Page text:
With this in mind it is essential to establish what exactly the expectations of a modern registered nurse are, and whether or not these expectations are met with opposition.

In August 2004 Beverly Malone the General Secretary of The Royal College of Nursing published the NHS plan for nurses which encompassed ten key roles:

  • Ordering diagnostic investigations such as pathology test and x-rays.
  • Making and receiving referrals direct, for example to a clinical psychologist, therapist or a pain consultant.
  • Admitting and discharging patients for specified conditions with agreed protocols.
  • Managing patient caseloads, for example those suffering with diabetes or clinical depression.
  • Running clinics, for example for ophthalmology or child development.
  • Prescribing medicines and treatments.
  • Carrying out a wide range of resuscitation procedures, including defibrillation.
  • Performing minor surgery and outpatient procedures.
  • Triaging patients, using the latest IT, to the appropriate health professional.
  • Taking the lead in the way local health services are organised and in the way they are run.

() (26.10.05)

These key roles urge nurses to become more entrepreneurial and this extra responsibility is not seen as merely increasing workloads but providing faster more efficient patient care combined with the opportunity for a wider career scope for the nurse.  

Many nurses wishing to broaden their horizons were once edged onto managerial positions which took away much of the fundamental nurse-patient care, replacing it with clinical based practice. With the emergence of consultant nurse posts or nurse practitioners as they are better known this provides scope for upward mobility in occupation, yet still carrying with it the prestige of managerial jobs. () (no date available)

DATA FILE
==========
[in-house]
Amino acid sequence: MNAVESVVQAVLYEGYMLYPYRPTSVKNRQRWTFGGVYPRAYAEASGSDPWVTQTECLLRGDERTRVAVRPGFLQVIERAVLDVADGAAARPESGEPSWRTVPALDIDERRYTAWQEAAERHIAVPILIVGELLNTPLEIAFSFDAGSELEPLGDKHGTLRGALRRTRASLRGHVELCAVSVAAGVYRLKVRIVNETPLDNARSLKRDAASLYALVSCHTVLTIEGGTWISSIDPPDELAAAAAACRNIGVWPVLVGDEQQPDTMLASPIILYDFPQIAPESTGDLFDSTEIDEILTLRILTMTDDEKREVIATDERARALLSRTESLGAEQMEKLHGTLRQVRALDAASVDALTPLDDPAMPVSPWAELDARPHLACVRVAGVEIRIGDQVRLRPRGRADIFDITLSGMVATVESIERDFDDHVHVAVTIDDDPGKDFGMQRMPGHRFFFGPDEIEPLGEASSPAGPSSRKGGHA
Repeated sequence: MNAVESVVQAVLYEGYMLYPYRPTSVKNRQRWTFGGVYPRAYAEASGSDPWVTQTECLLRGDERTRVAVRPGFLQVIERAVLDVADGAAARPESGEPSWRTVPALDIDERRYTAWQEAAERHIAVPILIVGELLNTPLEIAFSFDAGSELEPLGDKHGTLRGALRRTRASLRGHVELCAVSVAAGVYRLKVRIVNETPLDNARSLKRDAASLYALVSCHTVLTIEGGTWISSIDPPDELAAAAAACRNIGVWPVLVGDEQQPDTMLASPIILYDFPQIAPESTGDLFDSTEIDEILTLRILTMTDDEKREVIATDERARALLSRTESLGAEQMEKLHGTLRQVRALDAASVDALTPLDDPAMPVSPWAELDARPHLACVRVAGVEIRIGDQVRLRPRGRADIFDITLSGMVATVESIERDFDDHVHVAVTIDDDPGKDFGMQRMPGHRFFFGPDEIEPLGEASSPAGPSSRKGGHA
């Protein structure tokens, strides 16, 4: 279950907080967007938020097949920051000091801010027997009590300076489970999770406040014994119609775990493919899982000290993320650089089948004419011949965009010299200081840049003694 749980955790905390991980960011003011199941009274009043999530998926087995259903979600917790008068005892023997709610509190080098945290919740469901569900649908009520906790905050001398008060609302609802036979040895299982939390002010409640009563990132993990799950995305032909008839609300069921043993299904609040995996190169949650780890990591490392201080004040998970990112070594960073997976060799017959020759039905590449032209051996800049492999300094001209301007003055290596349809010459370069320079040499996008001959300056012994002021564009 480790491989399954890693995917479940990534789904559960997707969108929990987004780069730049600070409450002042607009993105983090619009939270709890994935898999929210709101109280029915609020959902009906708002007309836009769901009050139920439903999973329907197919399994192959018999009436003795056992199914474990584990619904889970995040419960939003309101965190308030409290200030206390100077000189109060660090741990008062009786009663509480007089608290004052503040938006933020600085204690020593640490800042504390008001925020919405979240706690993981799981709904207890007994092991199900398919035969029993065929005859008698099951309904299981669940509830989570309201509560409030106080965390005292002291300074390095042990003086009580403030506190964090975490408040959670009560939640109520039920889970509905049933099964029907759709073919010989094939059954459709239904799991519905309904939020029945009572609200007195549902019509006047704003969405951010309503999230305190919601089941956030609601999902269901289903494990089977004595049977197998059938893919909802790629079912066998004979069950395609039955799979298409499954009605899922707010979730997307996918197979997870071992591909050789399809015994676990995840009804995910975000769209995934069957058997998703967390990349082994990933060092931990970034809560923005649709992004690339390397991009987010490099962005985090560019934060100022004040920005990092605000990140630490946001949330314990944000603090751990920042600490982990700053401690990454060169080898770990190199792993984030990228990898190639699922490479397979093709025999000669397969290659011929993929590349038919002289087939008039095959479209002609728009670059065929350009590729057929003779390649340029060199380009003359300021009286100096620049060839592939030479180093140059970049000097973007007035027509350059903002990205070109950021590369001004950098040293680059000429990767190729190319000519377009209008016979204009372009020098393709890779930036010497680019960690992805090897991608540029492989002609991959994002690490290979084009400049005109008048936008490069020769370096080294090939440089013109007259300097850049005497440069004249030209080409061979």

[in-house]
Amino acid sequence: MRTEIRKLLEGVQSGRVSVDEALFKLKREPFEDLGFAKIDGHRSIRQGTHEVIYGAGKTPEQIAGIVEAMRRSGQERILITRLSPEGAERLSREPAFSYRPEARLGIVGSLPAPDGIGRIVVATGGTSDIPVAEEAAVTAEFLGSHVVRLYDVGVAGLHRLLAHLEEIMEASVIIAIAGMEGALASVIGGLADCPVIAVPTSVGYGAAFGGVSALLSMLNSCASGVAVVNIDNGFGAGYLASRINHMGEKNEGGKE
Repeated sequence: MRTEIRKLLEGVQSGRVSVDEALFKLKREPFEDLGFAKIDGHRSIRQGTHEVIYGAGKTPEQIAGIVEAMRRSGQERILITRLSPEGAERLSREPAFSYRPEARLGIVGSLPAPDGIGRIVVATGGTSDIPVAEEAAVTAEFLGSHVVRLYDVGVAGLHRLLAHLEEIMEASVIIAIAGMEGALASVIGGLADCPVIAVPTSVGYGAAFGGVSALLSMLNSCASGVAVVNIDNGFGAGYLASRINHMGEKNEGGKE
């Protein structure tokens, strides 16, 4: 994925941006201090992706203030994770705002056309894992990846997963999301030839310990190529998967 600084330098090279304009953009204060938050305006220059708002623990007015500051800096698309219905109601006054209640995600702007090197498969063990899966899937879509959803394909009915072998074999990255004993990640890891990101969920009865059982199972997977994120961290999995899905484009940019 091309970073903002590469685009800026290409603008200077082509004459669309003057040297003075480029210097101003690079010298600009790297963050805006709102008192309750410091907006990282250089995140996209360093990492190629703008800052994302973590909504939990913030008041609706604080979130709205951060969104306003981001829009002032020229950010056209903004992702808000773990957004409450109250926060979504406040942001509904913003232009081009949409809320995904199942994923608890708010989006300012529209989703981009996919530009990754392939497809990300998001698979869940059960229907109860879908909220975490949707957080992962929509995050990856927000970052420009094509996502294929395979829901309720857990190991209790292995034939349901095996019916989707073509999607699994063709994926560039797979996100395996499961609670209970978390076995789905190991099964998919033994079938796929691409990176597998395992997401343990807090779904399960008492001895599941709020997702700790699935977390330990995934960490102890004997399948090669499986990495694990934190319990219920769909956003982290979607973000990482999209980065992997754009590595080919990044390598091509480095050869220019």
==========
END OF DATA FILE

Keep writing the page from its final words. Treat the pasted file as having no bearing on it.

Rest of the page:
Despite the multi tasks that a modern nurse can be involved in there is still a clear disparity between nurse and physician. The nurse’s main task remains to be caring for the patient and the physician’s task is to diagnose and treat the ill and injured.  However one key driver for the appearance of all these new roles is the shortfall in the number of both GP’s and hospital doctors.  This will inevitably mean that the nurses must pick up more work.

One of the major areas of development when examining expanding nurse roles is that of nurse prescribing.  For the last ten years community nurses i.e. district nurses, health visitors, and a small number of practice nurses have been able to prescribe from a limited list of medicines known as “The Nurse Prescribers Formulary”.  

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More recently however, all registered nurses have been eligible to be trained as prescribers with a wider range of items listed in “The Nurse Prescribers Extended Formularly”  (www.pionline.com) (15.11.05).  Nurse prescribing is an area of development that is changing constantly, and it is believed by many that it carries with it benefits to the medical, nursing and associated healthcare staff, but also to the patients.  As nurse prescribing grows it will affect all nurses at all levels with a need for increased educational requirements in life sciences, pharmacology, anatomy and physiology. There is some scepticism as to whether or not ...